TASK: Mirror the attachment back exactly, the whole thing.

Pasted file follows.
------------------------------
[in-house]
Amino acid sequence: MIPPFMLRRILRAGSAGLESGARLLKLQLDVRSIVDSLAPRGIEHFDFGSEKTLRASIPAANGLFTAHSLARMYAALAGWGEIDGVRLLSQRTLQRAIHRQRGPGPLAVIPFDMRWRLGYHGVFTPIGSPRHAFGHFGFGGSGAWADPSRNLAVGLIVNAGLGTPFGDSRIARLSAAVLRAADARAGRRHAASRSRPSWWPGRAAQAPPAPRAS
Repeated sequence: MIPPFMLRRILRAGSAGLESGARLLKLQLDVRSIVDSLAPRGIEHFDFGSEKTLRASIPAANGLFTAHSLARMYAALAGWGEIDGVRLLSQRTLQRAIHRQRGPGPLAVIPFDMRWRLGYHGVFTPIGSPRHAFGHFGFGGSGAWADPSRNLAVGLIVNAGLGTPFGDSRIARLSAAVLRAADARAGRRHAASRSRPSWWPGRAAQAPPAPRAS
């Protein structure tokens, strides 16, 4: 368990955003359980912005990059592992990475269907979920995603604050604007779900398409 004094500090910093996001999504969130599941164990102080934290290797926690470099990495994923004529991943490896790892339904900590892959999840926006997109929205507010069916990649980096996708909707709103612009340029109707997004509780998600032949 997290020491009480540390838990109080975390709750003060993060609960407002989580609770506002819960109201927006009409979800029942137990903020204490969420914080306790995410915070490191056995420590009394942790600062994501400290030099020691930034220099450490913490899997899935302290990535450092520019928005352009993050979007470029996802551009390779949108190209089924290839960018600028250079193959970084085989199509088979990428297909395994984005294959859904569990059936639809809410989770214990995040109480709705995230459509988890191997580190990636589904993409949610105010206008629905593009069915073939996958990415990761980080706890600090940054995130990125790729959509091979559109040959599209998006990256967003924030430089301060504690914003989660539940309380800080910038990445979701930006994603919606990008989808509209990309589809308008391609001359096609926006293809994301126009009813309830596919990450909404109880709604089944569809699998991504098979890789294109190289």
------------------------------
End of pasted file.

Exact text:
[in-house]
Amino acid sequence: MIPPFMLRRILRAGSAGLESGARLLKLQLDVRSIVDSLAPRGIEHFDFGSEKTLRASIPAANGLFTAHSLARMYAALAGWGEIDGVRLLSQRTLQRAIHRQRGPGPLAVIPFDMRWRLGYHGVFTPIGSPRHAFGHFGFGGSGAWADPSRNLAVGLIVNAGLGTPFGDSRIARLSAAVLRAADARAGRRHAASRSRPSWWPGRAAQAPPAPRAS
Repeated sequence: MIPPFMLRRILRAGSAGLESGARLLKLQLDVRSIVDSLAPRGIEHFDFGSEKTLRASIPAANGLFTAHSLARMYAALAGWGEIDGVRLLSQRTLQRAIHRQRGPGPLAVIPFDMRWRLGYHGVFTPIGSPRHAFGHFGFGGSGAWADPSRNLAVGLIVNAGLGTPFGDSRIARLSAAVLRAADARAGRRHAASRSRPSWWPGRAAQAPPAPRAS
């Protein structure tokens, strides 16, 4: 368990955003359980912005990059592992990475269907979920995603604050604007779900398409 004094500090910093996001999504969130599941164990102080934290290797926690470099990495994923004529991943490896790892339904900590892959999840926006997109929205507010069916990649980096996708909707709103612009340029109707997004509780998600032949 997290020491009480540390838990109080975390709750003060993060609960407002989580609770506002819960109201927006009409979800029942137990903020204490969420914080306790995410915070490191056995420590009394942790600062994501400290030099020691930034220099450490913490899997899935302290990535450092520019928005352009993050979007470029996802551009390779949108190209089924290839960018600028250079193959970084085989199509088979990428297909395994984005294959859904569990059936639809809410989770214990995040109480709705995230459509988890191997580190990636589904993409949610105010206008629905593009069915073939996958990415990761980080706890600090940054995130990125790729959509091979559109040959599209998006990256967003924030430089301060504690914003989660539940309380800080910038990445979701930006994603919606990008989808509209990309589809308008391609001359096609926006293809994301126009009813309830596919990450909404109880709604089944569809699998991504098979890789294109190289």